In response to this week's riots in London following the death of Mark Dugan, David Cameron has told parliament that the government is looking to ban people from popular social networking sites if they are suspected of plotting criminal activity. It is a popular notion that Blackberry's BBM and Twitter have played a huge role in fanning the flames of unrest in London.
Cameron said he would meet with Facebok and Twitter to discuss whether it is possible to limit the spread on online messages in connection with acts of rioting, looting or other criminal activity.
It looks like Cameron is taking a leaflet out of NYPD's book and exaggerating it a bit. Social media isn't the only thing Cameron is after, he is also requesting that broadcasters hand over unused footage to police in connection with the riots in order to bring more criminals to justice, which has been vehemently protested when attempted previously.
Of the riots in connection to social media, Cameron had this to say: “Everyone watching these horrific actions will be struck by how they were organised via social media. Free flow of information can be used for good. But it can also be used for ill. And when people are using social media for violence we need to stop them. So we are working with the police, the intelligence services and industry to look at whether it would be right to stop people communicating via these websites and services when we know they are plotting violence, disorder and criminality. I have also asked the police if they need any other new powers. Police were facing a new circumstance where rioters were using the BlackBerry Messenger service, a closed network, to organise riots. We've got to examine that and work out how to get ahead of them.”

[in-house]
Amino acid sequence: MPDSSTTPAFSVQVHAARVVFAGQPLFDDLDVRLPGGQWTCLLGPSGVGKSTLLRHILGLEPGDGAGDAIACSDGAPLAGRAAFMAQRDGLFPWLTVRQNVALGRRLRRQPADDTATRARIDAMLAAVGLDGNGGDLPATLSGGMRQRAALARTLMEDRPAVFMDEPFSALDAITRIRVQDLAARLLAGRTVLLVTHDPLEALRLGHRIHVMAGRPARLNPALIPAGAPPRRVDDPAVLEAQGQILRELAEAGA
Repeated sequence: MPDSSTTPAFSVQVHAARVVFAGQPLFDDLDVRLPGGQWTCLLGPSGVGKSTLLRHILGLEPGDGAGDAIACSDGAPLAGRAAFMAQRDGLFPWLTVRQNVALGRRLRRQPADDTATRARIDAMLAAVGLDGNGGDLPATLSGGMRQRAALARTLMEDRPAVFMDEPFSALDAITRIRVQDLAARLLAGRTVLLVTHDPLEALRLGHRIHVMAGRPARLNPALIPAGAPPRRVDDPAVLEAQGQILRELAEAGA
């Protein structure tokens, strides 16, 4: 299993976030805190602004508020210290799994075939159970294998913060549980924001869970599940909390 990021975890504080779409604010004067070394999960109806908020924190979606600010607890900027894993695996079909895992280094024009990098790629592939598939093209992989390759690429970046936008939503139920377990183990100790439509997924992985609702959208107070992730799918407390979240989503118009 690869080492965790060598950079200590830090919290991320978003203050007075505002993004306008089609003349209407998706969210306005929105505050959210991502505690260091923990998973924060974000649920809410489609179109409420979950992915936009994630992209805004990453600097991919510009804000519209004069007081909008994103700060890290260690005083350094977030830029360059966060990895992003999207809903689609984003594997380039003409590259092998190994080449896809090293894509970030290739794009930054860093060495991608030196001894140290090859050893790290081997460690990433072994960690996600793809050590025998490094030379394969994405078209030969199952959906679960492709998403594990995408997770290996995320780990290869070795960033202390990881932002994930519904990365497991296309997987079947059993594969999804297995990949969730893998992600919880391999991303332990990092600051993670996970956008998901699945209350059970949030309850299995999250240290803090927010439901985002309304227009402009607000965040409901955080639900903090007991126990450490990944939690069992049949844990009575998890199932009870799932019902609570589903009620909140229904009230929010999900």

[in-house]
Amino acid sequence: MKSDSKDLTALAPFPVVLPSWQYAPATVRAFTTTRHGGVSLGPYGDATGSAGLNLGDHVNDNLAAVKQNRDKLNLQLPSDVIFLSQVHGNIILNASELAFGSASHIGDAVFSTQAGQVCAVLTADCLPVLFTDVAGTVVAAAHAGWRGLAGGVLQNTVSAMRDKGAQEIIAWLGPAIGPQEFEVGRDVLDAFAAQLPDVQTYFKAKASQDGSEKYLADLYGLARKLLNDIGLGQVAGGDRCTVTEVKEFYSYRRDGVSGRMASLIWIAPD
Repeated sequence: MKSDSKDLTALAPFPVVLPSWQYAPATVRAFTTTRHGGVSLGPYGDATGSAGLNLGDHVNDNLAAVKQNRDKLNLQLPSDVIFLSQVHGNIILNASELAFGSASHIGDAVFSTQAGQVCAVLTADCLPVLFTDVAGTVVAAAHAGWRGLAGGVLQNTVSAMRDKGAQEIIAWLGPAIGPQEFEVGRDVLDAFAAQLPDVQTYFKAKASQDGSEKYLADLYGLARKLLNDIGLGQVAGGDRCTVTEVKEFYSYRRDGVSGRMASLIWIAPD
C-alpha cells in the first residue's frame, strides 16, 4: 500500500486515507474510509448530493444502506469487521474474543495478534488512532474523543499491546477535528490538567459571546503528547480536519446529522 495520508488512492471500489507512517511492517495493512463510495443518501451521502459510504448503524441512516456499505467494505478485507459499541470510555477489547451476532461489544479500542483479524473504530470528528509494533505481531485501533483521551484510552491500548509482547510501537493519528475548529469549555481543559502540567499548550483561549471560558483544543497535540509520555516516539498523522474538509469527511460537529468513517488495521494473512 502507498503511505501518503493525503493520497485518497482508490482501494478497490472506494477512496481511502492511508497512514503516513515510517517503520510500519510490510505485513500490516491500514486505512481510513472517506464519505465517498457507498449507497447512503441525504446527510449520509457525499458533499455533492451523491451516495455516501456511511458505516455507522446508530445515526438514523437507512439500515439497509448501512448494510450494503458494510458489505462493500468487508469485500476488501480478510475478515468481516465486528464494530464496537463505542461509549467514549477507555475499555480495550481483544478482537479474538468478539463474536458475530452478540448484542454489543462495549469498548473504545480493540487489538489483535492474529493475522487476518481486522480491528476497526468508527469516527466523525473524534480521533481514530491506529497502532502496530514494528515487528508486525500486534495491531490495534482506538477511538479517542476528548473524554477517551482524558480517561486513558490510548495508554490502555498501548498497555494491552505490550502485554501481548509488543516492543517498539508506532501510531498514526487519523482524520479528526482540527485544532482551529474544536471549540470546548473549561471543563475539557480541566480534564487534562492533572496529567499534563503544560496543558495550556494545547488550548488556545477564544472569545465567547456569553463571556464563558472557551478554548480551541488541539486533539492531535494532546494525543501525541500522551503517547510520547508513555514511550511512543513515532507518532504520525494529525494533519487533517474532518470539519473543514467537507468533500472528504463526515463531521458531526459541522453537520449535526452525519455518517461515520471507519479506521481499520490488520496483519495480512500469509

But how does one know when a riot is going to occur, and is it social medias responsibility to alleviate rage that users already feel? It isn't as if Mark Zuckerberg used Facebook as a call to action asking people to riot and loot the streets of London. Participants in the riot created a reactionary response to Mark Duggans killing and utilised their phone and computers to organise an uprising. The uprising itself was not born from social media.
Cameron however, has said he will do "whatever it takes" to bring order to the nation after the acts of civil disobedience.
Police are already taking action against rioters and have arrested three people in Southhampton under suspicions or inciting violence through Twitter and BBM. (CBS) (Daily Mirror)